Kevin J. Madigan: Two Popes, One Holocaust

Roundup: Talking About History

[Kevin J. Madigan is the Winn Professor of ­Ecclesiastical History at Harvard Divinity School and the co-author, with Jon D. Levenson, of Resurrection: The Power of God for Christians and Jews, published by Yale University Press.]

During the first four years of his pontificate, Pope Benedict XVI put the beatification proceedings of the controversial World War II–era pope, Pius XII, in abeyance. It was, Benedict announced, a time for “reflection”—not yet the time to grant sainthood. At the end of last year, however, the pope apparently decided that the time for “reflection” should draw to a close. In a Mass commemorating the 50th anniversary of the wartime pontiff’s death, Benedict moved Pius XII closer to canonization by declaring him “blessed” and “venerable.” Born Eugenio Pacelli, Pius XII presided over the church from 1939 until his death in 1958. In the mysterious, intramural language of the Vatican, venerabilis is a posthumous recognition that designates one who, in his lifetime, achieved acts of heroic virtue. Yet even if one puts aside the contentious debate over what he did or did not do for Jews being deported during the war, Pius XII’s reign was, in fact, conspicuous for its lack of heroism. Seen in that light, Benedict’s declaration of Pius XII as venerable made one wonder how different, in his relationship with the Jewish community, Benedict XVI would be from his beloved predecessor John Paul II.

As it happens, there are interesting questions involving Pius XII and his immediate predecessor, Pius XI. Born Achille Ratti, the elder Pius served as pope from 1929 to 1939. New research by Father Hubert Wolf, a distinguished church historian at the University of Münster, in the Vatican Secret Archives and those of the Congregation of the Doctrine of the Faith has cast new light on the two popes who found themselves having to cope with the rise of fascism in Western Europe and Marxism-Leninism to the East. These materials, released only in 2006 and described in Wolf’s Pope and Devil: The Vatican’s Archives and the Third Reich,1 are, as he observes, “informative particularly as they relate to the person of Eugenio Pacelli” both in his diplomatic and early papal offices. They also allow us to wonder whether the right Pope Pius is being considered for canonization.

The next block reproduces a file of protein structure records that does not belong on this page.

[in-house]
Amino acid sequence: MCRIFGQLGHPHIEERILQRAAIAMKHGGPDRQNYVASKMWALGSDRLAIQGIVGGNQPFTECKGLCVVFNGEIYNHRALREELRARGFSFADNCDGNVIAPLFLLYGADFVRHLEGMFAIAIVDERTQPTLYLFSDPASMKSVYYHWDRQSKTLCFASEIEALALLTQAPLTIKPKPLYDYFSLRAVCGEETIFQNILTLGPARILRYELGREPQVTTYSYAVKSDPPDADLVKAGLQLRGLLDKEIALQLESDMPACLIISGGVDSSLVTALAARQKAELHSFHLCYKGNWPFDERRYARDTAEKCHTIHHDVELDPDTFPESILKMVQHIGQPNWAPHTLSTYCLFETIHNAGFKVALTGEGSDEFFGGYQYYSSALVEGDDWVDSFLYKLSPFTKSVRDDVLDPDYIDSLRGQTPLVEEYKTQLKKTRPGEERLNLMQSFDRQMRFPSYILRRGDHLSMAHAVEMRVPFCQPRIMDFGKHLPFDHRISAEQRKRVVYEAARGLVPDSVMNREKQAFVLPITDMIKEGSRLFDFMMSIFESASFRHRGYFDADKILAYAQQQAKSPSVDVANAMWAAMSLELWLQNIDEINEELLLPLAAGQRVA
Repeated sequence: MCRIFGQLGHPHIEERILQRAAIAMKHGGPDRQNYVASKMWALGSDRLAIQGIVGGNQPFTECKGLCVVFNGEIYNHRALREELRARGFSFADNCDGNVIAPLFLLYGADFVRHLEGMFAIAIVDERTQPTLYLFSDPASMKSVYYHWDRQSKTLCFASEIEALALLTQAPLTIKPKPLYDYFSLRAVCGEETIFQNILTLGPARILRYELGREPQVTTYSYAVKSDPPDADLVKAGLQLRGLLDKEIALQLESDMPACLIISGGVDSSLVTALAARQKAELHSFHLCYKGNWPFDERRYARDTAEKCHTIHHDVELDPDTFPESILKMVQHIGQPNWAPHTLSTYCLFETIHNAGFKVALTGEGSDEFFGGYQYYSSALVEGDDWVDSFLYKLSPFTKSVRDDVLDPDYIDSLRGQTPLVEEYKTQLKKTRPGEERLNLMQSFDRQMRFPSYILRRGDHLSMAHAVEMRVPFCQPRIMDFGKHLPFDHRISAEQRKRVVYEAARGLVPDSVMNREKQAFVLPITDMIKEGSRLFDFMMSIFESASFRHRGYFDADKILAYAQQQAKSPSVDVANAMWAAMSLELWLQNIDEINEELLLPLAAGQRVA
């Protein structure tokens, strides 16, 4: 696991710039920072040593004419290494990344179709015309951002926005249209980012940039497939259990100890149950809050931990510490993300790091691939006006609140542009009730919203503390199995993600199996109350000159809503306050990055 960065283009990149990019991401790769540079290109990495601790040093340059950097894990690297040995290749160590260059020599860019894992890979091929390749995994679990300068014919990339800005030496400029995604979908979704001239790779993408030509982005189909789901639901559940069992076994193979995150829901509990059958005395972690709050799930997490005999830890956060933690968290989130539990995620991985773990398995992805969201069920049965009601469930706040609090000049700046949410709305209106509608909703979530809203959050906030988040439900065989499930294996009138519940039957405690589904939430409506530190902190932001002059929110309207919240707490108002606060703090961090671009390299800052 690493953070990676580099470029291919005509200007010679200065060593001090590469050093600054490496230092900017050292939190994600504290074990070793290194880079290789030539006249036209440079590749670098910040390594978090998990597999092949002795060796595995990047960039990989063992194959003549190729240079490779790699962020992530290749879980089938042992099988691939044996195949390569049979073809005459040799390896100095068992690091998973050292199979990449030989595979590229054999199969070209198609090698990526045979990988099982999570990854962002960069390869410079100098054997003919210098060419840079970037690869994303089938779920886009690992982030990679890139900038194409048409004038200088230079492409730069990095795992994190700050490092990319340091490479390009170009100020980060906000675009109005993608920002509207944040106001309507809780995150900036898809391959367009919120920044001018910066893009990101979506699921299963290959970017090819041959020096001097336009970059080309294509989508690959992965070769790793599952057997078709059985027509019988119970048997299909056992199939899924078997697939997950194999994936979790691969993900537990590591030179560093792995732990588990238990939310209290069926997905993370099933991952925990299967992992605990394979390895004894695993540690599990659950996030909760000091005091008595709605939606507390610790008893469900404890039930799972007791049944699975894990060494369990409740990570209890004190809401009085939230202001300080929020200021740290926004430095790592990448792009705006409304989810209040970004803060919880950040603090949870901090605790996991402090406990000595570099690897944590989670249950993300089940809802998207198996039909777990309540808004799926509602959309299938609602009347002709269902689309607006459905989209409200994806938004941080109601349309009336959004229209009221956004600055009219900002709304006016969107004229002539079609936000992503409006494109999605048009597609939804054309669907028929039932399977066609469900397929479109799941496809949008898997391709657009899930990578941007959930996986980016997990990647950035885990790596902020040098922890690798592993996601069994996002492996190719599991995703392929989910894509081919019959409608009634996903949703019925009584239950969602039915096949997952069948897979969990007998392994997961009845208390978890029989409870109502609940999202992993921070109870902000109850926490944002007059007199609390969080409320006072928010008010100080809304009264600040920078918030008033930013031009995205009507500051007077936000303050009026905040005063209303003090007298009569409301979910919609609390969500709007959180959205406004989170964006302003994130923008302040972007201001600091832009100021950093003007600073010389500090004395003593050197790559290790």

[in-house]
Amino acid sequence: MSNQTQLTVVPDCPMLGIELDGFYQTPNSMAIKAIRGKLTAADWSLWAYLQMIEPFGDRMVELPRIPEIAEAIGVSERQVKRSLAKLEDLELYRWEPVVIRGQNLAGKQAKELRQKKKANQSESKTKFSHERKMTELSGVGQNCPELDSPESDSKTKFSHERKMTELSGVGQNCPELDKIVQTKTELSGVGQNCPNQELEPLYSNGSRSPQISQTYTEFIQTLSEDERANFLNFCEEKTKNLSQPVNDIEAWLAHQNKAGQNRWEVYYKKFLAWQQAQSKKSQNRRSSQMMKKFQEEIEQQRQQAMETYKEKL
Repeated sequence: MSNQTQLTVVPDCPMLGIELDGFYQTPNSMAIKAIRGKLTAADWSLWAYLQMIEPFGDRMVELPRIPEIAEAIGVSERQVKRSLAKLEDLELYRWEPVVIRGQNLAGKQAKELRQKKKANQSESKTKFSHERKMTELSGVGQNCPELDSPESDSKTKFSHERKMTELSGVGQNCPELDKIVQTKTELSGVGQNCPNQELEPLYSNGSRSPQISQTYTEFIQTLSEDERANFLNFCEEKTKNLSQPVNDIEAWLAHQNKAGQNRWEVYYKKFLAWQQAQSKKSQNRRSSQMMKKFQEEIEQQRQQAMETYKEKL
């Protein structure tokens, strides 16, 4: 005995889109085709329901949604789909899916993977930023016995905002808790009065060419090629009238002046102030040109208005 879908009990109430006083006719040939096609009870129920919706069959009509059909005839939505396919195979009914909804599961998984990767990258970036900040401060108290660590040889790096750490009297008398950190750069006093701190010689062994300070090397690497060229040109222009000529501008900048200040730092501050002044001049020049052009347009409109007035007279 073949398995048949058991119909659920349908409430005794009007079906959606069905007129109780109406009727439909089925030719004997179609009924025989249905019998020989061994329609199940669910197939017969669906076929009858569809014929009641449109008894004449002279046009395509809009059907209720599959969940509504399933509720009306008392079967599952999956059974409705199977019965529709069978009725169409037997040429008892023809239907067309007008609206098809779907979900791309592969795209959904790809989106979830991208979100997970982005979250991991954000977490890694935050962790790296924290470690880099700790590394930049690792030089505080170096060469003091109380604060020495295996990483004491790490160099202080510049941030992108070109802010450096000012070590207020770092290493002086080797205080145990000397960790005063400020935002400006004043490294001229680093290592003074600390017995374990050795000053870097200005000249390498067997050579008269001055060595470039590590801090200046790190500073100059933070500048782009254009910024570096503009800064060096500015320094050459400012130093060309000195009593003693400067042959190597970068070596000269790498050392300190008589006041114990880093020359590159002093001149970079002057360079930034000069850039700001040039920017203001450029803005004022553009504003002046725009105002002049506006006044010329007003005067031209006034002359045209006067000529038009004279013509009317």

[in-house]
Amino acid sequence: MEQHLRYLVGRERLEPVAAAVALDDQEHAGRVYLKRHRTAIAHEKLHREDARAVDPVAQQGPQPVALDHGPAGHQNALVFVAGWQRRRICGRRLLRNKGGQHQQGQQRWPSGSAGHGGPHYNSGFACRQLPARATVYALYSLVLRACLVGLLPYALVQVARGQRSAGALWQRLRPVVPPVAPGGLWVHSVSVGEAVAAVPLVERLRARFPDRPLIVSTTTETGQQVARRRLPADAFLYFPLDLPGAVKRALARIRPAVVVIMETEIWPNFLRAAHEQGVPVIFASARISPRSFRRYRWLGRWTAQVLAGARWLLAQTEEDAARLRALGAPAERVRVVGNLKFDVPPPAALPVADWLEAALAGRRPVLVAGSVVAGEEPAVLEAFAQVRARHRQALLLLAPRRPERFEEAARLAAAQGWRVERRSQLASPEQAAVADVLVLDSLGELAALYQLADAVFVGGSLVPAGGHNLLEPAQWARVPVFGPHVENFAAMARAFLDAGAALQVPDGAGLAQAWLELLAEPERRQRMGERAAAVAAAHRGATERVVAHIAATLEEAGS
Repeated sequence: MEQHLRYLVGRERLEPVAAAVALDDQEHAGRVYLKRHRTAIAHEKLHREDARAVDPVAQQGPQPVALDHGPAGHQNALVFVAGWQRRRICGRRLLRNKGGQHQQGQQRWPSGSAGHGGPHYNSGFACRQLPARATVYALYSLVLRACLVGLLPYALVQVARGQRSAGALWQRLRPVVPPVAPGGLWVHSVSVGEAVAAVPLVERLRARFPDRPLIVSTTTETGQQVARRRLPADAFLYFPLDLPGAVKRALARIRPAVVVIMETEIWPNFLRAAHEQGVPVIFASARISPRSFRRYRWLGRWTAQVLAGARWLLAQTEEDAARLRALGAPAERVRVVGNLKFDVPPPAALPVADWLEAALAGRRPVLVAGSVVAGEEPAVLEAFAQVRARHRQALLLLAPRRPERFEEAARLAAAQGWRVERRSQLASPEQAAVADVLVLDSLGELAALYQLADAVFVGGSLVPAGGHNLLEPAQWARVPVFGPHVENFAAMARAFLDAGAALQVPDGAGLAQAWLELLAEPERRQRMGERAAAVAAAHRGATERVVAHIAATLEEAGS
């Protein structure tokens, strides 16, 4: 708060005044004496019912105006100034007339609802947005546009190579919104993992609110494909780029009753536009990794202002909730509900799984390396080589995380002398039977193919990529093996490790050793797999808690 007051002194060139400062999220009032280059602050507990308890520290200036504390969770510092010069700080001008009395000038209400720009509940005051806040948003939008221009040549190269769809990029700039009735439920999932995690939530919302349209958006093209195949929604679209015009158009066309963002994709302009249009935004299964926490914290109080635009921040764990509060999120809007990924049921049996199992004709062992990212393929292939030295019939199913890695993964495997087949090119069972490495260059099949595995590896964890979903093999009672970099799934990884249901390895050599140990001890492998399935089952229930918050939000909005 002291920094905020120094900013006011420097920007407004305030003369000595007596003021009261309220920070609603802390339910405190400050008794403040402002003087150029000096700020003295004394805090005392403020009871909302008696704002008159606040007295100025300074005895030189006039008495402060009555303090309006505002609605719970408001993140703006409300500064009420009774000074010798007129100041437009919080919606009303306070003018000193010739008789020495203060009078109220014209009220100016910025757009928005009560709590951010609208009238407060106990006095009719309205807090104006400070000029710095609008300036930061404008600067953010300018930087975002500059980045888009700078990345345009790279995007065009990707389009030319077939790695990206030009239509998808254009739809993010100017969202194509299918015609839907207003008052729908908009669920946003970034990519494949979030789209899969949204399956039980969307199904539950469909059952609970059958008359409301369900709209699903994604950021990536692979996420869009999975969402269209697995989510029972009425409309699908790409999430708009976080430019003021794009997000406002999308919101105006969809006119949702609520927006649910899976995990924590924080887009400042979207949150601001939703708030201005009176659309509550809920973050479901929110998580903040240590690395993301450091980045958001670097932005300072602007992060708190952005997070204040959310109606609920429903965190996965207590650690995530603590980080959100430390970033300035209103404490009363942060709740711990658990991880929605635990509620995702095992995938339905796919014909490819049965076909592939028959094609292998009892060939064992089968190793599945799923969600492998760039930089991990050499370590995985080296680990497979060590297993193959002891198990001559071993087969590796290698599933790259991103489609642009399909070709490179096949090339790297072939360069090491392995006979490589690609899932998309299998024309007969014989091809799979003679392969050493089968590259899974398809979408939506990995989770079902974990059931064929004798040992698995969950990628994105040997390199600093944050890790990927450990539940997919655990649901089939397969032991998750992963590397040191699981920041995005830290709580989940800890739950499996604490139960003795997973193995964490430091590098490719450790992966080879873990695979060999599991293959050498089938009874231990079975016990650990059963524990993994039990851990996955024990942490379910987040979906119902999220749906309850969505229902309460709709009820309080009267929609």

In terms of his attitudes to Jews and Judaism, Pius XI was, at the start of his service to the Vatican, certainly no saint. In traditional Christian hagiography, saints are often depicted as exceptionally holy from birth—even sometimes in utero. Pius XI does not fit this canonical model. His is a story of moral evolution, from an initial, unreflective acceptance of common but deplorable and dangerous anti-Semitic stereotypes to profound reflection on, and rejection of, his early opinions, and, finally, to decisive, vigorous denunciation of the Nazi persecution of the Jews. That is, he began, with respect to his attitudes toward Jews, as a moral mediocrity; but he ended his life, with respect to those self-same views, as a heroic if not prophetic and saintly critic—and one whose heroism is to this day largely unknown by Jews and Catholics alike....

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